New Zealand is part of a fiery rim of volcanoes that encircle the Pacific Ocean. The last large eruption occurred in 1886 - Mount Tarawera near Rotorua left an estimated 150 people dead. Our most recent showoff has been Mount Ruapehu, which did its best to ruin the central North Island ski season for several years in a row in the late '90s.

Today, New Zealand bears all the fascinating geographical hallmarks of a tumultuous geologic history. It may have a reputation for being "very green," but most visitors are astonished to discover a small country of incredible geographic diversity. There are 500-million-year-old marble outcrops on the top of the Takaka Hills in Nelson, and volcanic ash and pumice have created a barren, desertlike landscape in the central North Island. Franz Josef is one of the fastest-moving glaciers in the world, and the Marlborough Sounds are a labyrinth of islands and waterways. Parched tussock country and strange rocky outcrops cover Central Otago, and the Canterbury Plains spread wide and flat as evidence of prehuman glacial erosion.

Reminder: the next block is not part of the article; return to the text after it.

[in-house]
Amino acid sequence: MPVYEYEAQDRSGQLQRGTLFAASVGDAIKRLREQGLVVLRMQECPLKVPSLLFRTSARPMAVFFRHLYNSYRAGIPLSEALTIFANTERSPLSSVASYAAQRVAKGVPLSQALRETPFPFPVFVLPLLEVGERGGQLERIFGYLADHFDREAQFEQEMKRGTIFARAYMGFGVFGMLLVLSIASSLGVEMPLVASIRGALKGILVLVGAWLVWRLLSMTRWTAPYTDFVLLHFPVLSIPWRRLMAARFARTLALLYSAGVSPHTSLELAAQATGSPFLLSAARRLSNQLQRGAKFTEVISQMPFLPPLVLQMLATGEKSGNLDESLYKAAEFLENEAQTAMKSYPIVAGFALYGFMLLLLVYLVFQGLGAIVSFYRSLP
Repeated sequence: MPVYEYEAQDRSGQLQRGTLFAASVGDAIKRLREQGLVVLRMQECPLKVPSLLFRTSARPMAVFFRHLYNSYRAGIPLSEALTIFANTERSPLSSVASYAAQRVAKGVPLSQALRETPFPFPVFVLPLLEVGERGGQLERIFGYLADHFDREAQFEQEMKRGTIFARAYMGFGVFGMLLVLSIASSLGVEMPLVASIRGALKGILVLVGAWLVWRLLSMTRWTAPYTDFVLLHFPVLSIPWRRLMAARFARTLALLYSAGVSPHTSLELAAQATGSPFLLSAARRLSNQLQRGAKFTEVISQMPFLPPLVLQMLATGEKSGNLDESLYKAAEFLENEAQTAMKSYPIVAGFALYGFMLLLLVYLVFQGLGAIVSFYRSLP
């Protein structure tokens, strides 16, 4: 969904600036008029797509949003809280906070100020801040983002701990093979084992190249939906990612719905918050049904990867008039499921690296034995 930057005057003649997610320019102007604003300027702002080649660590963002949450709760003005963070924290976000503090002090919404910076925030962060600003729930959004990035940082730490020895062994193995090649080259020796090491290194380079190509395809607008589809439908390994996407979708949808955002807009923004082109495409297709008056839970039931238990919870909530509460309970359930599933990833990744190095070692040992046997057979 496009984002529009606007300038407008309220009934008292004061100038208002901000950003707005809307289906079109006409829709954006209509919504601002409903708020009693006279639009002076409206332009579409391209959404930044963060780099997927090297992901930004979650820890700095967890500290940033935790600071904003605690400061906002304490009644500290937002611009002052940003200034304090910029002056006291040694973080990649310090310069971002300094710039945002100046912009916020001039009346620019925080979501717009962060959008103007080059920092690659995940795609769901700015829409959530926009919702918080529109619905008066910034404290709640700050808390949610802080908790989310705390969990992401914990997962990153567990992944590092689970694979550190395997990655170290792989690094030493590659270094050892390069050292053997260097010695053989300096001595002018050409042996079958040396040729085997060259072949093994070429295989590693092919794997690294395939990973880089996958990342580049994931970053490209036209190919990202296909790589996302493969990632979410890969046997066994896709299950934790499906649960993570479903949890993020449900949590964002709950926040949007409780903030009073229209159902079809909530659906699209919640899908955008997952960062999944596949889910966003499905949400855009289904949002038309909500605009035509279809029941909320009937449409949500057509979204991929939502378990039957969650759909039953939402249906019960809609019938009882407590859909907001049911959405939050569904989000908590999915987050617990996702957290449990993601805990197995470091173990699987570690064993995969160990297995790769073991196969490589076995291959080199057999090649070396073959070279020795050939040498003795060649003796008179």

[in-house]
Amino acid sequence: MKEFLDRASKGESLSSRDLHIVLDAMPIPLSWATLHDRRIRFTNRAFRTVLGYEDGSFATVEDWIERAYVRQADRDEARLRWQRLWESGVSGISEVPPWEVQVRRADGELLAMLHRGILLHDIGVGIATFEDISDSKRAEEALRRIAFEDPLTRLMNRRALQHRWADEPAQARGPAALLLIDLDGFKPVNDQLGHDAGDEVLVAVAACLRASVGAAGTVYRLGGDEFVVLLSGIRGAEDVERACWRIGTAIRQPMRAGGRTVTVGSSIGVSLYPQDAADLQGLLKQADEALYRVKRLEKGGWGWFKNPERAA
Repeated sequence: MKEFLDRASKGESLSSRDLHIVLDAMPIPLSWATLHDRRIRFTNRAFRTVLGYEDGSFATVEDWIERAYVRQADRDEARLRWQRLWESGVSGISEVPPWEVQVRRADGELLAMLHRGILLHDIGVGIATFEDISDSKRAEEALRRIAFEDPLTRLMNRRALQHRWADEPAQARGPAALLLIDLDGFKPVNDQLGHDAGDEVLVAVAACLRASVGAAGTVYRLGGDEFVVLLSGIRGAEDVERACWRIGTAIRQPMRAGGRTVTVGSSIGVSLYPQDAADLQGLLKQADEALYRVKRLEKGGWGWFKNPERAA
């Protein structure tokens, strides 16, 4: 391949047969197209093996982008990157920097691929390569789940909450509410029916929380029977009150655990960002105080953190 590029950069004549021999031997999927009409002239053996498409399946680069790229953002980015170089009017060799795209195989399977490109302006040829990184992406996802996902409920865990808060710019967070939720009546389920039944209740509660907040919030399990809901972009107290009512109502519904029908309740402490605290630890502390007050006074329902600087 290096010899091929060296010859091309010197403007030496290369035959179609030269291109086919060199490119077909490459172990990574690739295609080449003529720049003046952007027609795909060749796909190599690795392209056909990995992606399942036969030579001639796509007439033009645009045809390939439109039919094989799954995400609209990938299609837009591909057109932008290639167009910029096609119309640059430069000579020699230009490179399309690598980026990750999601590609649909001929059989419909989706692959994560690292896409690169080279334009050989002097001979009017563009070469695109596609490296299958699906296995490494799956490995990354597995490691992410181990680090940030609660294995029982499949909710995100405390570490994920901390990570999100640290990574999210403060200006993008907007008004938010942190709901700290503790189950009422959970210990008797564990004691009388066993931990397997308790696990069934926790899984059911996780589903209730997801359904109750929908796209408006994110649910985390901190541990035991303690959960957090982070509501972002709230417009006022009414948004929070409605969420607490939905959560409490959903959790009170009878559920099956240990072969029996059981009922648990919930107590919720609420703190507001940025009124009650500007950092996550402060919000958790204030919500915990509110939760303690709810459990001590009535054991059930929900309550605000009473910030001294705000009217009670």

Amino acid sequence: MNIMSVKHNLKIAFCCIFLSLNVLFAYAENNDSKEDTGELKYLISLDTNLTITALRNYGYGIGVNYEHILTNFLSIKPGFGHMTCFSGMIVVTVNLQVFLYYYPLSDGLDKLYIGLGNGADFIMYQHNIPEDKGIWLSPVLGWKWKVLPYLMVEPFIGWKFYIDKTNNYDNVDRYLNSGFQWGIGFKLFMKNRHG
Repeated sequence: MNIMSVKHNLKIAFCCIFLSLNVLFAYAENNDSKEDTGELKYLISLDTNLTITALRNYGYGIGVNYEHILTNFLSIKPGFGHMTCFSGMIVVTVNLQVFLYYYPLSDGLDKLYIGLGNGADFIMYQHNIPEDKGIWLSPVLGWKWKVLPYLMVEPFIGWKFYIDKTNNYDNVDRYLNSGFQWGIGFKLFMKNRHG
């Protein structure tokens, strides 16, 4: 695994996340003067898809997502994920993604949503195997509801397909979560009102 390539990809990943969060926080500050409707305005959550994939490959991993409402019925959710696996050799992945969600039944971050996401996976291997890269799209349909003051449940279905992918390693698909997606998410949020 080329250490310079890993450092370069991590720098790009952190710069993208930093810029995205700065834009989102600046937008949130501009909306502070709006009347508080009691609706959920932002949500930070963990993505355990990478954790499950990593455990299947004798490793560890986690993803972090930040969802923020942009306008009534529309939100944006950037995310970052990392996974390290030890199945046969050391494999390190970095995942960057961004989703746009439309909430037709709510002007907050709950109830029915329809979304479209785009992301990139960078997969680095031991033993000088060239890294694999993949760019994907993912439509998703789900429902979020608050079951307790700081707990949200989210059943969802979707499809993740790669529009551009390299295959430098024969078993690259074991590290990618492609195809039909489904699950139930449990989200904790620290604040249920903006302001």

Despite all this earthly fury, the land has been blessed with an endless coastline of stunning beaches - white or golden sand on the east coasts, black or gray on the west coasts. Craters have filled to create jewel-like lakes, and rivers and streams are the endless arteries and veins that feed lush flora.

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